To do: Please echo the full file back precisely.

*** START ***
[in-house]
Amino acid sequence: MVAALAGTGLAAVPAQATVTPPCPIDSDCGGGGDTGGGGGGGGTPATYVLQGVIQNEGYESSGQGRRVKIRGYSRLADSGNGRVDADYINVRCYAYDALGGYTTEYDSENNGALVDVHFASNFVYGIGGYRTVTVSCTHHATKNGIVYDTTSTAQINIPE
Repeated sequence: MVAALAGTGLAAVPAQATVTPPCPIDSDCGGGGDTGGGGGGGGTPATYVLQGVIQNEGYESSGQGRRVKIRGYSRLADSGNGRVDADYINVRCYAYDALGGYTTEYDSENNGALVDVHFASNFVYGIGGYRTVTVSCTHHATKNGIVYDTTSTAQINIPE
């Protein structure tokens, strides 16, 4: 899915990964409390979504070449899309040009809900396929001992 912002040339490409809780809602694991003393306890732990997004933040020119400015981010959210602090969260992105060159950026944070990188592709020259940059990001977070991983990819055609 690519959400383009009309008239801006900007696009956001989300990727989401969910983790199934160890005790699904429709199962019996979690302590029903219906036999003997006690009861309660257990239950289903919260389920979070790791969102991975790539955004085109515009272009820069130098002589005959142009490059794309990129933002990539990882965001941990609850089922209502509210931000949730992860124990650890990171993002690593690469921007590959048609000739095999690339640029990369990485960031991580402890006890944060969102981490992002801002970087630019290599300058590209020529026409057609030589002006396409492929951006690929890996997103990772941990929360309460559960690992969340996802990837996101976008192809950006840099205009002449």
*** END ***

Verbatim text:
[in-house]
Amino acid sequence: MVAALAGTGLAAVPAQATVTPPCPIDSDCGGGGDTGGGGGGGGTPATYVLQGVIQNEGYESSGQGRRVKIRGYSRLADSGNGRVDADYINVRCYAYDALGGYTTEYDSENNGALVDVHFASNFVYGIGGYRTVTVSCTHHATKNGIVYDTTSTAQINIPE
Repeated sequence: MVAALAGTGLAAVPAQATVTPPCPIDSDCGGGGDTGGGGGGGGTPATYVLQGVIQNEGYESSGQGRRVKIRGYSRLADSGNGRVDADYINVRCYAYDALGGYTTEYDSENNGALVDVHFASNFVYGIGGYRTVTVSCTHHATKNGIVYDTTSTAQINIPE
């Protein structure tokens, strides 16, 4: 899915990964409390979504070449899309040009809900396929001992 912002040339490409809780809602694991003393306890732990997004933040020119400015981010959210602090969260992105060159950026944070990188592709020259940059990001977070991983990819055609 690519959400383009009309008239801006900007696009956001989300990727989401969910983790199934160890005790699904429709199962019996979690302590029903219906036999003997006690009861309660257990239950289903919260389920979070790791969102991975790539955004085109515009272009820069130098002589005959142009490059794309990129933002990539990882965001941990609850089922209502509210931000949730992860124990650890990171993002690593690469921007590959048609000739095999690339640029990369990485960031991580402890006890944060969102981490992002801002970087630019290599300058590209020529026409057609030589002006396409492929951006690929890996997103990772941990929360309460559960690992969340996802990837996101976008192809950006840099205009002449």